My blog posts tend to be about the highlights of my trips; however, there are certainly low points as well. Since I’m now safely back in the US, I’ll share the some of the unfortunate incidents that occurred this trip.
During the two years that I lived in Uganda, I never had any major thefts. But after only three nights in Johannesburg, $200 cash was stolen from my hotel room at the Holiday Inn. Some was taken out of my purse and some from the safe in my room. I reported it to the manager, but the “investigation” did not find anything (no big surprise there). Since the hotel is not responsible lost or damaged property, the money is a loss.
Long Work Hours
Working in the country office means working 11- or 12-hour days, due to the time difference with Seattle. The Seattle staff come online around 4:00pm (South Africa time); so just as I was finishing my long day at the Johannesburg office, the emails from Seattle started coming in and needed attention. Work travel was not as exciting as I had anticipated - it's just twice as much computer work.
Due to stress of work (prior to leaving Seattle), my packing job was not very thorough.
TIP: NEVER go to Africa without insect repellent and long socks.
Somewhere between Mozambique and Botswana, the airlines lost my checked luggage. That was almost two weeks ago now, and there has been no word about it. It contains all of my work clothes and shoes, work notebooks and papers, and all of the crafts I bought in South Africa and Mozambique. I’ve talked with two airlines in three different airports (Maputo, Johannesburg, and Maun), and nobody knows where it is. Ugh.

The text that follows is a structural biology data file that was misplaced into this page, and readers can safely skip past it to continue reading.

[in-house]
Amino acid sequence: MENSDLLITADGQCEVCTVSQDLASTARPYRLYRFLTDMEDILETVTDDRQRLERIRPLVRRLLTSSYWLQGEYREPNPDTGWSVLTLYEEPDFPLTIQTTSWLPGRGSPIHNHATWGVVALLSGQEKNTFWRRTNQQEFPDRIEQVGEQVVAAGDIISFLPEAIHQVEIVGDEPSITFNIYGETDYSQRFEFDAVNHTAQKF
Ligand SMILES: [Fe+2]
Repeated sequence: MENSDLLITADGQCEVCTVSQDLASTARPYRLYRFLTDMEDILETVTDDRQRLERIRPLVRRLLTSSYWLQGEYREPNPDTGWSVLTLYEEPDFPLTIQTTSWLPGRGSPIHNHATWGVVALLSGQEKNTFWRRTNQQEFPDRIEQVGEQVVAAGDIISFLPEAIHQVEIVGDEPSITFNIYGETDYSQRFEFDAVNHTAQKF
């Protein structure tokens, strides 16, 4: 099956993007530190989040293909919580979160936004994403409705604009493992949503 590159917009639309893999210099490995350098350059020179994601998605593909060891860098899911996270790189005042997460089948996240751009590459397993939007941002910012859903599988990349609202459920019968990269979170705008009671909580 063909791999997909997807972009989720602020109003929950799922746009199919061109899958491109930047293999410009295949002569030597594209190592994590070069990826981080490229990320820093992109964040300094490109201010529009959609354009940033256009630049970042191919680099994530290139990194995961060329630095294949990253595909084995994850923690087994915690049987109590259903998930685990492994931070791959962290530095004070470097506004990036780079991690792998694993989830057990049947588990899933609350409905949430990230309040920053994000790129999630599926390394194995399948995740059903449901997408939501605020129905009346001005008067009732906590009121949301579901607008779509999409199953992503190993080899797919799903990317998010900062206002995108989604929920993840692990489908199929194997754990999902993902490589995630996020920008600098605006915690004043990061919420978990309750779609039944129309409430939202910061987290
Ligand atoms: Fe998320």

Poor Tour Company Operations
I arrived in Maun, Botswana and went to the Sitatunga Camp, as indicated on my safari itinerary. Unfortunately, the tour company had changed the meeting point and never informed me. After several hours with the Sitatunga office staff calling around, we found my safari group in a different camp. But they said that they could not pick me up because I was too far away (on the other side of town). I had to find my own way to Maun airport to meet them the next day or I’d miss my safari. I was able to hitch a ride with a different tour group, so it worked out in the end. It was just a very stressful way to start my vacation.
On the long travel day of the safari, we all got up at 4:00am to begin the journey, only to find the vehicle had a flat tire.
Later that day, the boat we were on broke down.
During my game drive in Victoria Falls, we also got a flat tire.
And even in Harare, Chiko’s husband had to change a flat tire.
Clearly, this was not the smoothest trip - but let's end on a high note.
- I'm so glad that I was able to meet the PATH field staff in person. It will definitely help build stronger team relationships.
- I'm thankful that I was able to go on field visits in both South Africa and Mozambique. Usually when people from PATH travel, they are stuck in the office the entire time.
- The nine people on my safari were awesome. We came across other groups that had 24 rowdy kids (by 'kids' I mean early 20-somethings). I find it much more enjoyable hanging out with the older, more mature crowd.
- Even though Victoria Falls was quite expensive, it was one of the most incredible natural wonders that I've ever seen. I enjoyed every moment of my three days there.
- And of course, I was reunited with one of my closest friends from grad school.
I love traveling to various countries and seeing the differences in culture, infrastructure, and way of life. Now that I've traveled around Africa quite a bit, I think my next trip will be on a different continent. Southeast Asia? Maybe a European tour? It all depends on opportunity (i.e. work travel, cheap flights, traveling companions, etc.).